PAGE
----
For immediate release: Tuesday, 22 May 2012
It is unethical for dentists to routinely prescribe drugs for themselves, family or friends and they should only do so in emergency situations, warns MDDUS.
Many dentists may hold the view that the ability to self-prescribe is a convenient aspect of the job and that, by self prescribing something straightforward such as antibiotics, they are simply saving time and resources.
However, UK-wide dental defence organisation MDDUS has handled cases where dentists have been subject to fitness to practise proceedings for either self-prescribing or for prescribing to a family member or friend.
Therefore, it is good practice for dentists to only prescribe drugs to meet the dental needs of their patients. “Self-prescribing is not technically illegal,” says MDDUS dental adviser Claire Renton. “But it does raise serious ethical concerns and could ultimately result in a complaint to the GDC.
“Dentists should proceed with extreme caution when considering prescribing any medication for themselves or someone close to them. If in doubt, they should only do so in situations where urgent care is required and there are no immediate alternatives.
“Drugs should only be prescribed for the dental needs of your patients. As always, it is important to take comprehensive clinical notes so you can justify your actions. These notes should include the treatment provided, any medication prescribed and your relationship with the patient.”
There is a greater regulatory climate nowadays that’s reflected in the GDC’s guidance Responsible Prescribing. The guidance advises against treating and diagnosing yourself or those close to you. It states: "Other than in emergencies, you should not prescribe drugs for yourself or for anyone with whom you have a close personal or emotional relationship.”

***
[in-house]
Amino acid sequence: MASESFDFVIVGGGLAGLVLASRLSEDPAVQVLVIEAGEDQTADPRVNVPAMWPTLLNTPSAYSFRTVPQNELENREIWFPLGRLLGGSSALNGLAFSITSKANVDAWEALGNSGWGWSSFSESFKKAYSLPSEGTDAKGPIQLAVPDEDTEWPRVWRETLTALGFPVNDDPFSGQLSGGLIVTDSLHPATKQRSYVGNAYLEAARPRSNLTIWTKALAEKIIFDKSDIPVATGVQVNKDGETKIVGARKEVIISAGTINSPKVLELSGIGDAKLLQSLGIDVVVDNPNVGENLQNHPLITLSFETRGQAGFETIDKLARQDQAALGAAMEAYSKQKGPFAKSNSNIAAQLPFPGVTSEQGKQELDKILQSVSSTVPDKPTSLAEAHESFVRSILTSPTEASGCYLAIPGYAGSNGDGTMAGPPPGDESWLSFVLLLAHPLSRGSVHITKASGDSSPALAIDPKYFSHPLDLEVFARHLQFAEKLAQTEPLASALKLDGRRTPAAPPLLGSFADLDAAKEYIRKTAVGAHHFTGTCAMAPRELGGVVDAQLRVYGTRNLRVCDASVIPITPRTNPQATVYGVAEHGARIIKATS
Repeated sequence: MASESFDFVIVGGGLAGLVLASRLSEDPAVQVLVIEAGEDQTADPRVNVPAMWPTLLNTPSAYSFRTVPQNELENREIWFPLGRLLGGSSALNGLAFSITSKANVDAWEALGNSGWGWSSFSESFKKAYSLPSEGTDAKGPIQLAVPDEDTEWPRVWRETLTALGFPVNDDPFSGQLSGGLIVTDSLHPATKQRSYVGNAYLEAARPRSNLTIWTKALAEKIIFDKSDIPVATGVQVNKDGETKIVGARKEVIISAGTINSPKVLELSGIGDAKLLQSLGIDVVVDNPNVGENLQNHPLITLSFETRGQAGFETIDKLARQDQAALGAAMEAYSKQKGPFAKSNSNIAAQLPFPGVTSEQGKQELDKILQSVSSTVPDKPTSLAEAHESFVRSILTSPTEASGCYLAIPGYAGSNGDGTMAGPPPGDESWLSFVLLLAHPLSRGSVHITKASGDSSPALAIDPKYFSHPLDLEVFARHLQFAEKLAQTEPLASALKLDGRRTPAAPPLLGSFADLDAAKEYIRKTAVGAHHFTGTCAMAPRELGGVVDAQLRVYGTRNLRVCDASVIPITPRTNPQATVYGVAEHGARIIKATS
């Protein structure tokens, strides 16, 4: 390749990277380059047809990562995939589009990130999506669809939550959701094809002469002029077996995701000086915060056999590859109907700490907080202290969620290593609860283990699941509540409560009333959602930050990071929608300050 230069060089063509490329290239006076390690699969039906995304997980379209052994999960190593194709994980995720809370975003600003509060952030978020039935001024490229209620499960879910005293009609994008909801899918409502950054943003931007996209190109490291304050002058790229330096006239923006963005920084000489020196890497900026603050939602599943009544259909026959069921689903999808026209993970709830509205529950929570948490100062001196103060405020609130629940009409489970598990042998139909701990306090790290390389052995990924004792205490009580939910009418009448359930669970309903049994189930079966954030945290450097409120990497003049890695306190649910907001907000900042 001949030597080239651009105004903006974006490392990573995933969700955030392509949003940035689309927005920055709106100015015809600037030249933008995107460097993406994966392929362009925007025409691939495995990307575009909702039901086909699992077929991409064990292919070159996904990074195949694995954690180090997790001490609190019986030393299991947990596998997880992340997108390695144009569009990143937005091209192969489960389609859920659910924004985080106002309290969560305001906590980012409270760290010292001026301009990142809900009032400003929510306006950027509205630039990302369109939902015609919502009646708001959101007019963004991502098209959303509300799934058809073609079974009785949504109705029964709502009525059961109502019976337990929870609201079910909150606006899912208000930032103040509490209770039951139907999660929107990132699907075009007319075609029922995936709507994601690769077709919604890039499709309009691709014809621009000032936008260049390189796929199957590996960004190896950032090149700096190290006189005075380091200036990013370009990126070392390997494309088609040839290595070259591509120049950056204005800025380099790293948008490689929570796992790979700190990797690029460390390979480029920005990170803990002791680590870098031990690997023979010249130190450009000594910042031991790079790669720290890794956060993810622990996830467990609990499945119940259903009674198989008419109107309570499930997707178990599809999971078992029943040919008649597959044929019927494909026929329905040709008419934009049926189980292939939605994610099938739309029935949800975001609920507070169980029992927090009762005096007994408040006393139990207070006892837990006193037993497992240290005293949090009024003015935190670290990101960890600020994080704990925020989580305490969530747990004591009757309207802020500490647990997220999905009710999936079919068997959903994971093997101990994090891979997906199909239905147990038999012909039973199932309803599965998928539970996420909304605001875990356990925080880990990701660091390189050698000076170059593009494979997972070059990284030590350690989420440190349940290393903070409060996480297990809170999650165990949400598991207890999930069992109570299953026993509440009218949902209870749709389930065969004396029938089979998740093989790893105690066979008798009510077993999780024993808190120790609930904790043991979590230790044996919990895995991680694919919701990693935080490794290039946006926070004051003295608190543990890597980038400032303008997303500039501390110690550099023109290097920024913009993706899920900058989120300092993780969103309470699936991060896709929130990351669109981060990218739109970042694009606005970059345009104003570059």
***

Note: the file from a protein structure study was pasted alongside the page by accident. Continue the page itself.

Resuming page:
There are many reasons for such tight controls on self-prescribing, mainly concerning the loss of objectivity as the guidance cautions: “Part of prescribing drugs responsibly means prescribing only when you are able to form an objective view of your patient’s health and clinical needs. Everyone needs objective clinical advice and treatment.
“Dentists who prescribe drugs for themselves or those close to them may not be able to remain objective and risk overlooking serious problems, encouraging or tolerating addiction, or interfering with care or treatment provided by other healthcare professionals.”
“It is good practice for dentists to follow GDC guidance when contemplating whether or not to prescribe for a family member or friend,” adds Mrs Renton. “Even if it is a prescription for something innocuous, you don’t want to do anything that might compromise your professionalism and duty of patient care.”
For full GDC guidance on responsible prescribing, click here.
For further information contact Richard Hendry on 0845 270 2034 or 07976 272266, or email email@example.com.
Note to editors
MDDUS (The Medical and Dental Defence Union of Scotland) is a medical and dental defence organisation providing access to professional indemnity and expert medico- and dento-legal advice for doctors, dentists and other healthcare professionals throughout the UK. For further information on MDDUS go to www.mddus.com.
This page was correct at the time of publication. Any guidance is intended as general guidance for members only. If you are a member and need specific advice relating to your own circumstances, please contact one of our advisers.